An Introduction to Programming by the Inventor of C++
Preparation for Programming in the Real World
The book assumes that you aim eventually to write non-trivial programs, whether for work in software development or in some other technical field.
Focus on Fundamental Concepts and Techniques
The book explains fundamental concepts and techniques in greater depth than traditional introductions. This approach will give you a solid foundation for writing useful, correct, maintainable, and efficient code.
Programming with Today’s C++ (C++11 and C++14)
The book is an introduction to programming in general, including object-oriented programming and generic programming. It is also a solid introduction to the C++ programming language, one of the most widely used languages for real-world software. The book presents modern C++ programming techniques from the start,
introducing the C++ standard library and C++11 and C++14 features to simplify programming tasks.
For Beginners—And Anyone Who Wants to Learn Something New
The book is primarily designed for people who have never programmed before, and it has been tested with many thousands of first-year university students. It has also been extensively used for self-study. Also, practitioners and advanced students have gained new insight and guidance by seeing how a master approaches the elements of his art.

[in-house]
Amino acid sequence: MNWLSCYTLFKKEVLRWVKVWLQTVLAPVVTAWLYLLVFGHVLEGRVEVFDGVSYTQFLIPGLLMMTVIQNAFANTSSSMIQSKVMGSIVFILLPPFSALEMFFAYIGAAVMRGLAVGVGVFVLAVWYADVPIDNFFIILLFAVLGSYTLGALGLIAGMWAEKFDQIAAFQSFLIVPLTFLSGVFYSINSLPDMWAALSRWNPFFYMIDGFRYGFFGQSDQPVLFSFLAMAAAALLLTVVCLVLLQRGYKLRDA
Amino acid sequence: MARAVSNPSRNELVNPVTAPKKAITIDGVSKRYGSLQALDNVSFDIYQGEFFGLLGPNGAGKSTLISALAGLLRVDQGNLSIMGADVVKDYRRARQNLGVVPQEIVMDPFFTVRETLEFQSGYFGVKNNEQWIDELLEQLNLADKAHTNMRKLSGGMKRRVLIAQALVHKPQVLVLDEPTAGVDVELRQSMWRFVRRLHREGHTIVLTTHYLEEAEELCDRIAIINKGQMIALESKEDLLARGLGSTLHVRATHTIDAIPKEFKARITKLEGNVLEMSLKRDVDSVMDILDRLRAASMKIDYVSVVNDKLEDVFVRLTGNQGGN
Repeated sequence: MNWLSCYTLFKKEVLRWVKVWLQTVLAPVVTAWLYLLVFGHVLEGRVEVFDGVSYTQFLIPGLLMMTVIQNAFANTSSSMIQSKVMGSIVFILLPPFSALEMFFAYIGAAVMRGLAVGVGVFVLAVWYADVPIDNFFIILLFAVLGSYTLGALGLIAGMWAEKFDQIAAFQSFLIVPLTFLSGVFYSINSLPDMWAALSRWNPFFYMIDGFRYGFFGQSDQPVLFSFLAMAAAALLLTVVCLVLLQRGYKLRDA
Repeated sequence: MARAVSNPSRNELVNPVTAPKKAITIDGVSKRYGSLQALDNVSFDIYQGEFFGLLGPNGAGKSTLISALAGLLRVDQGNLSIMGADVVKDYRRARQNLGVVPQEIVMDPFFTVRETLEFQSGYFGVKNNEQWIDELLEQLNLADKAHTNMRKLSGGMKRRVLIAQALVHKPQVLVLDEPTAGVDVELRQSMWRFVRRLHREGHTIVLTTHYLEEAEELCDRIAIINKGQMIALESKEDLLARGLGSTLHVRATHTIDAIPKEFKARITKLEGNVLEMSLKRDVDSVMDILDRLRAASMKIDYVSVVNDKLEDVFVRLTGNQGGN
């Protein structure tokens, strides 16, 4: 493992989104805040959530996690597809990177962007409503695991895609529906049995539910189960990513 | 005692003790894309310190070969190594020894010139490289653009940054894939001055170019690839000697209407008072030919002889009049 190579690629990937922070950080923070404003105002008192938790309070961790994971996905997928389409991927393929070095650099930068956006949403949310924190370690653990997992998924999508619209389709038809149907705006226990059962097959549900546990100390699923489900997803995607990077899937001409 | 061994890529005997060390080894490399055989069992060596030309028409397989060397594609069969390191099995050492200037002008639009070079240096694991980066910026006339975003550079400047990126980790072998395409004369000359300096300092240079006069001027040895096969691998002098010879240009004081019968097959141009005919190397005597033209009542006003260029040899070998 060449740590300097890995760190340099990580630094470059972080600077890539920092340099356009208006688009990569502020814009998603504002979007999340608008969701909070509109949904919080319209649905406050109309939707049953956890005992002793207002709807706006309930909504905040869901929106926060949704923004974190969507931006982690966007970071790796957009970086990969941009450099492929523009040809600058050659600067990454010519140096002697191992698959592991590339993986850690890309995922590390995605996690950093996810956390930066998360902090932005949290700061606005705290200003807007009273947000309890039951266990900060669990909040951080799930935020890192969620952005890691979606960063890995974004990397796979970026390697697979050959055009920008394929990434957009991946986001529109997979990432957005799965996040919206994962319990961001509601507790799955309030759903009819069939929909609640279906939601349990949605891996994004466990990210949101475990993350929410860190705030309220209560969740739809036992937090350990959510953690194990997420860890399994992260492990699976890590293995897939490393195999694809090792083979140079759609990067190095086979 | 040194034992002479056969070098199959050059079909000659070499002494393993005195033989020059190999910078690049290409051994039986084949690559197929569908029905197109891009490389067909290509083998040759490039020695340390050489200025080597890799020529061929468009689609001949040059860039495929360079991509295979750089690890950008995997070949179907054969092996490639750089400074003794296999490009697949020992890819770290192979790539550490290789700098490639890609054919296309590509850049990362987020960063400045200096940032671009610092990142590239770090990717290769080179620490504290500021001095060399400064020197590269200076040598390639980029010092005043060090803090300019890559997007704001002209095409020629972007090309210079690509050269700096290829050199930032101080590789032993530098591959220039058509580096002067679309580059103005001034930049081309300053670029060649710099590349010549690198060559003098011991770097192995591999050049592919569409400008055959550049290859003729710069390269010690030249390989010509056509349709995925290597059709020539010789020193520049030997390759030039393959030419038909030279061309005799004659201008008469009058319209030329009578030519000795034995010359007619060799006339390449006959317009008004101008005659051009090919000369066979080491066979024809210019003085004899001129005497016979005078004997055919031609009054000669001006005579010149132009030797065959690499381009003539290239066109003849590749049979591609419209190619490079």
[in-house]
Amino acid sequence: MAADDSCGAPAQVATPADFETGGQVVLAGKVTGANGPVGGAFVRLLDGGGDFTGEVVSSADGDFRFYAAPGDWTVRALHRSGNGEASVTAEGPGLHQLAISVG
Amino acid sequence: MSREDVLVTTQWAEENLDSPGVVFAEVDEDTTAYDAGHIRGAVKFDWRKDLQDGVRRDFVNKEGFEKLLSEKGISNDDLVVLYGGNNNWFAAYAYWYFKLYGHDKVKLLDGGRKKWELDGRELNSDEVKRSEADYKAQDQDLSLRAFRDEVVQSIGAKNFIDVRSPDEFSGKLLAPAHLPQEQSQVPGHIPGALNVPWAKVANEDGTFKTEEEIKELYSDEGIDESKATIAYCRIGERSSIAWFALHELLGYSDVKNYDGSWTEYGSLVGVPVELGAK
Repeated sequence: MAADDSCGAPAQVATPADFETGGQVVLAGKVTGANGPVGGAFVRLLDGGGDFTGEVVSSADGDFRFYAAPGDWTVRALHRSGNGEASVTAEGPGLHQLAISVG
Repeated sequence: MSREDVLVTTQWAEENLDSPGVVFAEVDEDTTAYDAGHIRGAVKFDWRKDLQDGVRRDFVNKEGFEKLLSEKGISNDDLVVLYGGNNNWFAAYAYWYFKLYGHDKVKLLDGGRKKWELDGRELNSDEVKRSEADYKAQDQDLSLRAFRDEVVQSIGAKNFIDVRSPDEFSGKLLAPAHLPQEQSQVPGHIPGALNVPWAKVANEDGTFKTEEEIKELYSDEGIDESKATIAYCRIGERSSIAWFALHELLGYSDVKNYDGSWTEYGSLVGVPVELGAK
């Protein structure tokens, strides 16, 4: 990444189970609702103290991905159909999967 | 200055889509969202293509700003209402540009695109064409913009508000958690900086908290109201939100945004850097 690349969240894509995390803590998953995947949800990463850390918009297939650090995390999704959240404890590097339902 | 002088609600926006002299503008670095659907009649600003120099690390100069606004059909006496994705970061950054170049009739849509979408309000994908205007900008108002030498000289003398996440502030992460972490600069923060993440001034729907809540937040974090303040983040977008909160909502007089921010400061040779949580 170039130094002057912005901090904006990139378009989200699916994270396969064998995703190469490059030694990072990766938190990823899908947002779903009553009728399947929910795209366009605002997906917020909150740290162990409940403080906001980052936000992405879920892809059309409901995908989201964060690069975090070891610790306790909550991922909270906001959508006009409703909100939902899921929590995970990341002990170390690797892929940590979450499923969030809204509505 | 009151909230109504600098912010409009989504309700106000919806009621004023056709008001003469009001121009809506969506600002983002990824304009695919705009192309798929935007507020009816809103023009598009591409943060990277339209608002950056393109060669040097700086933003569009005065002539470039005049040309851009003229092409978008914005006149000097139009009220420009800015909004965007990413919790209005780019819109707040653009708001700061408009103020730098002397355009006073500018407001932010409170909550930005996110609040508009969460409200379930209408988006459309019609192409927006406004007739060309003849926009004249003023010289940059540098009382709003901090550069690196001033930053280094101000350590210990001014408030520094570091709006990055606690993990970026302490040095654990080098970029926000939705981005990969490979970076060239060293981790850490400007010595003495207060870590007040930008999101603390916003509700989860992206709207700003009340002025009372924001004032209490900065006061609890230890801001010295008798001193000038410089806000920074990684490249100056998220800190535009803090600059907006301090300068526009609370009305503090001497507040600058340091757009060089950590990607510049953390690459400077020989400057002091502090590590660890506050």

Provides a Broad View
The first half of the book covers a wide range of essential concepts, design and programming techniques, language features, and libraries. Those will enable you to write programs involving input, output, computation, and simple graphics. The second half explores more specialized topics (such as text processing, testing, and the C programming language) and provides abundant reference material. Source code and support supplements are available from the author’s website.
- Amazon Sales Rank: #54461 in Books
- Brand: Stroustrup Bjarne
- Published on: 2014-05-25
- Original language:
- Number of items: 1
- Dimensions: 9.10" h x
1.90" w x
- Binding: Paperback
- 1312 pages
- Programming Principles and Practice Using C
About the Author